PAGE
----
» Woman academics nominated by the NCN

  • Main Funder
    (DE) The Robert Bosch Stiftung is one of the major foundations associated with a private company in Germany. It was founded in 1964 and continues the charitable work of the founder of the company and foundation, Robert Bosch (1861-1942). The foundation is primarily active in the areas of international understanding, education, health and science.
 Robert Bosch Stiftung initiated AcademiaNet in 2010.
    The foundation hosted the project until 2019 and continues to support AcademiaNet financially.


  • (SWE) The Swedish Research Council has a leading role in developing Swedish research of the highest scientific quality, thereby contributing to the development of society. Besides research funding, the agency advises the government on research-related issues and participates actively in the discussions to create understanding of the long-term benefits of research.


    » Women academics nominated by the Swedish Research Council

  • (SWE) FORMAS is a government research council for sustainable development. It funds research and innovation, develops strategies, performs analyses and conducts evaluations. FORMAS` areas of activity include the environment, agricultural sciences and spatial planning. FORMAS conducts specific environmental analyses that aim to make it easier for Sweden to achieve its environmental goals. The research council also communicates research and research results.


  • Managing organisation
    (CH) The Swiss National Science Foundation (SNSF) is Switzerland’s foremost research funding organisation. Based on a government mandate, it finances basic and applied research in all scientific disciplines. Promoting gender equality is an integral part of the mandate, as most research grants are funded with public money. In addition, the Executive Management and the National Research Council have made gender equality one of the strategic priorities of the SNSF in its multi-year programme 2021-2024.
    
SNSF took over the management of AcademiaNet in 2020 and provides funds for the network.


    » Women academics nominated by the SNSF

  • (DK) The Danish Council for Independent Research funds specific research activities based on scientists' own initiatives. Moreover, the Council provides advice in all scientific areas for the Danish Minister for Higher Education and Science, the Danish Parliament and the Government. The primary aim of the Council is to support and promote the most original research ideas and initiatives in Denmark. On an annual basis, the Council awards 600 grants to research projects amounting to well over DKK 1 billion in total.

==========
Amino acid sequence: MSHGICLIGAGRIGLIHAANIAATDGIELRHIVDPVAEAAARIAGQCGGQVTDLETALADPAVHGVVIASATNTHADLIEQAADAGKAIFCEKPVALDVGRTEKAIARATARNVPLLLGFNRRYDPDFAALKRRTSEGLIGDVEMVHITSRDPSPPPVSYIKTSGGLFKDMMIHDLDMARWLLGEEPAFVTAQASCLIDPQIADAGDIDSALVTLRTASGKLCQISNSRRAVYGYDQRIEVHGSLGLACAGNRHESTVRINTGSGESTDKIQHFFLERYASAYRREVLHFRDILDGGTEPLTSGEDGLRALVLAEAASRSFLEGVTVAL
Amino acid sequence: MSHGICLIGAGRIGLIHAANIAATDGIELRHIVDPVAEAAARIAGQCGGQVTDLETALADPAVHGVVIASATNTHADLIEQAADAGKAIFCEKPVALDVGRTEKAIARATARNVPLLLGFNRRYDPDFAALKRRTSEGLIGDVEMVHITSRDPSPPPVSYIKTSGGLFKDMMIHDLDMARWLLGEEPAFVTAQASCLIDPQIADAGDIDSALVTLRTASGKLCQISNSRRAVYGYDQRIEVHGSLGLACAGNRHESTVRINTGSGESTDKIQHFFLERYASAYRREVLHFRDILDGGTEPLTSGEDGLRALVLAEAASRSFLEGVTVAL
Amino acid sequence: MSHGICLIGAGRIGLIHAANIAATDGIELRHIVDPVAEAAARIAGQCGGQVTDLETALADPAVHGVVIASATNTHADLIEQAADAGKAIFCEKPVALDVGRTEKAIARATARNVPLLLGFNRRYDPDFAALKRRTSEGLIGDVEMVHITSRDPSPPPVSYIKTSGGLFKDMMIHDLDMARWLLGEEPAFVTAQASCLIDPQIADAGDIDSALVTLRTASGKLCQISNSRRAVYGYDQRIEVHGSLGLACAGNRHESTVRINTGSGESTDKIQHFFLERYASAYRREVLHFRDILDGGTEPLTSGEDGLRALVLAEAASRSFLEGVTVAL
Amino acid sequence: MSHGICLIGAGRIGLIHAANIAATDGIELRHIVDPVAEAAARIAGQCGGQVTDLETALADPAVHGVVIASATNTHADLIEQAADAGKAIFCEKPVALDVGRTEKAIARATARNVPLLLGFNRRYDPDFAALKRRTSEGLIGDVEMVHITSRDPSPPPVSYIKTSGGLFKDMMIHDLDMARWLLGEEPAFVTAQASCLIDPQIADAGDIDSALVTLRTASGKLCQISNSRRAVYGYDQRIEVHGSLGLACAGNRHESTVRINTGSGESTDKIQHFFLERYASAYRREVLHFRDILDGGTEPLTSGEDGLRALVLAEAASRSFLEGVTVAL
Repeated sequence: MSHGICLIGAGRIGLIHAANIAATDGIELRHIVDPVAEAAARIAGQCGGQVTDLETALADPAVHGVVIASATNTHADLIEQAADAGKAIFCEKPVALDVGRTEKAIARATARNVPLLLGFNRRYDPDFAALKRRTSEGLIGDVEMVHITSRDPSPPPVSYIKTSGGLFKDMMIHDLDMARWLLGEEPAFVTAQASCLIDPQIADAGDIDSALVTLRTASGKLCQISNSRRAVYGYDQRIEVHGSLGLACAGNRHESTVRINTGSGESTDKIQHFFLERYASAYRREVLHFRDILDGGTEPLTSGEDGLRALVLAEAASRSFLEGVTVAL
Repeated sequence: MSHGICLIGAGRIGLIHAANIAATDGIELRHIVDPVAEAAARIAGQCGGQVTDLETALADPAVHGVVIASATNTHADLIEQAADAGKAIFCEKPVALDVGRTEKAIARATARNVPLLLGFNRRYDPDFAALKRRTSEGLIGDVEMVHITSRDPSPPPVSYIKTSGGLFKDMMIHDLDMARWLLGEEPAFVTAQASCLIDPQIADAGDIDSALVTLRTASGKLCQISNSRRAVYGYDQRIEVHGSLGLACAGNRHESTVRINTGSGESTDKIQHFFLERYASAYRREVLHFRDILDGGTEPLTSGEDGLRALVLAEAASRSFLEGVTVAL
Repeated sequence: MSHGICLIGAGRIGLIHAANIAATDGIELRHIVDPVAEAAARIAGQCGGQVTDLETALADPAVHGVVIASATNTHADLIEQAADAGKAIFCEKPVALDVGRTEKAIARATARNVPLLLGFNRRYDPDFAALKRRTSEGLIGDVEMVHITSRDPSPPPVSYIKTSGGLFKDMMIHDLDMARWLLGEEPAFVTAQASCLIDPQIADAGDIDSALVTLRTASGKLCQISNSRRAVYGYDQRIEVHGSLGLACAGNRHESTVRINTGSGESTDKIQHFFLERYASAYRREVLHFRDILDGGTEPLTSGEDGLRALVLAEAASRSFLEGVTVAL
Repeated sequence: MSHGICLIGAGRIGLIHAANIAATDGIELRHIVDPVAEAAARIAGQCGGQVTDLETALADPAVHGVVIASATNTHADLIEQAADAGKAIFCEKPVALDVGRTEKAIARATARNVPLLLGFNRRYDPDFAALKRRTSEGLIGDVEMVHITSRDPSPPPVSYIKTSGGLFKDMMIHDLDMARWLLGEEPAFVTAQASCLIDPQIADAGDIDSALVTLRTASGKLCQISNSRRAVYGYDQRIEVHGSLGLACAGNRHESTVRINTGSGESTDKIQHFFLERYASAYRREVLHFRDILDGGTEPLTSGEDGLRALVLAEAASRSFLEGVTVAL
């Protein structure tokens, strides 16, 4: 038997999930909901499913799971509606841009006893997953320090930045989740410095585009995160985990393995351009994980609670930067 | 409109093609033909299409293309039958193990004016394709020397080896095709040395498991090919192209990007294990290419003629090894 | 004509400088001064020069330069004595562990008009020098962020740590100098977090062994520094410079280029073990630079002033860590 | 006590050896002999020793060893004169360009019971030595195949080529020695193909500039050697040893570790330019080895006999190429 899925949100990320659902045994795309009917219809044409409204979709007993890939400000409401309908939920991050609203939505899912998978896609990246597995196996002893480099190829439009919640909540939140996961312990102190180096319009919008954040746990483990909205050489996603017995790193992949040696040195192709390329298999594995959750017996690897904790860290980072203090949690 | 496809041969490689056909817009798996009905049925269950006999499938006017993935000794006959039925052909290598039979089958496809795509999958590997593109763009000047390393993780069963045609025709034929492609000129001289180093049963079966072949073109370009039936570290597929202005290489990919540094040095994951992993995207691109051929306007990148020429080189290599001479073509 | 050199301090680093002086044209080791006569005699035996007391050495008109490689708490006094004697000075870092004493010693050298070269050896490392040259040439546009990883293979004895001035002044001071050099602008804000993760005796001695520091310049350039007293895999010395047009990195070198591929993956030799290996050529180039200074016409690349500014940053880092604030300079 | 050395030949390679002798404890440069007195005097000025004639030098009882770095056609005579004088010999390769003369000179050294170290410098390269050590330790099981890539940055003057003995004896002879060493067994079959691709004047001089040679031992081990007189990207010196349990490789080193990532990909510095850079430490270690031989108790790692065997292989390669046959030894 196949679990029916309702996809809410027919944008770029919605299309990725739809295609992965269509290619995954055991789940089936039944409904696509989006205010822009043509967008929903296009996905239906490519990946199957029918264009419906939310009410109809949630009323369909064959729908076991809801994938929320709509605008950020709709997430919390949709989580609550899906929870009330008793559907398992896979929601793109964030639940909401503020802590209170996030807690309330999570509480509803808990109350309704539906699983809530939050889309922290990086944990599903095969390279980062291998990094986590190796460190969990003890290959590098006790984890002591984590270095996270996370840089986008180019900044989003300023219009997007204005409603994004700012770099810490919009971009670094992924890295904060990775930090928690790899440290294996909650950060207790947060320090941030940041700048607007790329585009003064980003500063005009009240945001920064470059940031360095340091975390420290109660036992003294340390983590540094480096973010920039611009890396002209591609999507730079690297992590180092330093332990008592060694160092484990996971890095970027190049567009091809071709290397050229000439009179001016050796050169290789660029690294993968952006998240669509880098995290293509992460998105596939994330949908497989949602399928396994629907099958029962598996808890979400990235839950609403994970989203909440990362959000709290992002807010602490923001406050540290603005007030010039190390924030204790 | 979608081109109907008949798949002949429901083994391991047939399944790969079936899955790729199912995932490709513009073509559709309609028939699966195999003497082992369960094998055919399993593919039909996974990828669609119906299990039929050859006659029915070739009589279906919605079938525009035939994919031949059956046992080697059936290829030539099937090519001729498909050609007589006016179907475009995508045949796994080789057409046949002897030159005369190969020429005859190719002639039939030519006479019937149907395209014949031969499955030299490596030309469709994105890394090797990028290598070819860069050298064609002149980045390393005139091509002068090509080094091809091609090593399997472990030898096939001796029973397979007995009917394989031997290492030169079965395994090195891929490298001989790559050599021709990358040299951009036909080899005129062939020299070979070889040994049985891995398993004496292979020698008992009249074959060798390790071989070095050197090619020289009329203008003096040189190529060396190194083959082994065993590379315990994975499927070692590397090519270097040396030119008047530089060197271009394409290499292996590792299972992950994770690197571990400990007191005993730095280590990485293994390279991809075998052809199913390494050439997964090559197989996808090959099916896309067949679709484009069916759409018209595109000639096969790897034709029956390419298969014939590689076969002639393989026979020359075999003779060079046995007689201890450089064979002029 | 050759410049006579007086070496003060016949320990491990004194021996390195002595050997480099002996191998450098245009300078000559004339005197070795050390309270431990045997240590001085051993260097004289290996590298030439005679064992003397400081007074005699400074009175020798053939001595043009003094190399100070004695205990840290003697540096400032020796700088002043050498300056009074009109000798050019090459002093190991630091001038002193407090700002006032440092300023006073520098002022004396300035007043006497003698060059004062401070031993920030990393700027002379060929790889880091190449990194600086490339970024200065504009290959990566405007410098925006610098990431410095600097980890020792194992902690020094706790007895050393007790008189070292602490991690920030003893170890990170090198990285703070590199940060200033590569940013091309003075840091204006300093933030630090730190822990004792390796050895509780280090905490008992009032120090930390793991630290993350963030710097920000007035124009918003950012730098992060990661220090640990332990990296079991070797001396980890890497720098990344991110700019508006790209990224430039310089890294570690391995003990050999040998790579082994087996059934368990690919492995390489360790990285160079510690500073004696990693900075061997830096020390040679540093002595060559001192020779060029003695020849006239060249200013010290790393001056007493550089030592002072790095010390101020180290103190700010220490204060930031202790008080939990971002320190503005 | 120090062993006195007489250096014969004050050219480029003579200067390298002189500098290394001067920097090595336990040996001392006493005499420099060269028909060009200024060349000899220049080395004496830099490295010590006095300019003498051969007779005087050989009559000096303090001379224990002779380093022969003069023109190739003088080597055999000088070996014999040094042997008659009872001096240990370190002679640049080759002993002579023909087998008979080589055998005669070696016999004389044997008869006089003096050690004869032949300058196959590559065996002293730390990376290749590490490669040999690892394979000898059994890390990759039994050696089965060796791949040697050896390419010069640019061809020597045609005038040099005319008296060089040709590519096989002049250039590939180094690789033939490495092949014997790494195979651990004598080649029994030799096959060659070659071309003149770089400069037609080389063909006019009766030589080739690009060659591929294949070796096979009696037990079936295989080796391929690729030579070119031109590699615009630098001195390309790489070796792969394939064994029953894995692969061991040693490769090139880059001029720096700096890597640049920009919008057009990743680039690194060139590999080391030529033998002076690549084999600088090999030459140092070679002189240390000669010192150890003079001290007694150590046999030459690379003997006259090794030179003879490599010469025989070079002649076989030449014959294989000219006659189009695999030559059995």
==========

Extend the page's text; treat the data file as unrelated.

» Women academics nominated by the DFF

  • (B) The Research Foundation - Flanders (FWO) is the agency that supports ground-breaking fundamental research at the universities of the Flemish Community. The FWO also stimulates cooperation between the Flemish universities and other research institutes.


    » Women academics nominated by the FWO

  • (GB) The Royal Society is the national academy of science in the UK. It is a self-governing Fellowship of many of the world’s most distinguished scientists drawn from all areas of science, engineering, and medicine and is the oldest scientific academy in continuous existence. The Society’s fundamental purpose, reflected in its founding Charters of the 1660s, is to recognise, promote, and support excellence in science and to encourage the development and use of science for the benefit of humanity.
    A major activity of the Society is identifying and supporting the work of outstanding scientists. The Society supports researchers through its early and senior career schemes, innovation and industry schemes, and other schemes.



    » Women academics nominated by the Royal Society

  • (GB) The Royal Society of Edinburgh, established in 1783, is an educational charity, registered in Scotland, operating on an independent and non-party-political basis and providing public benefit throughout Scotland. Our 1500-strong Fellowship covers science and technology, arts, humanities, social science, business and public service.


    » Women academics nominated by the Royal Society of Edinburgh

  • (ES) The Spanish National Research Council (CSIC) is Spain's largest public research institution and ranks third among Europe's largest research organisations. The CSIC plays a key role in scientific and technological policy in Spain and worldwide. According to its Statute it has four main missions: foster multidisciplinary scientific and technological research; knowledge transfer to industry and society; education and training of scientific and technical staff; creation of Technology Based Companies (spin-offs). The CSIC carries out research in all fields of knowledge, distributed in three global areas: Life, Society and Matter. The CSIC produces 20% of the national scientific output and remains the first institution in Spain in the generation of patents.


    » Women academics nominated by the Spanish National Research Council (CSIC)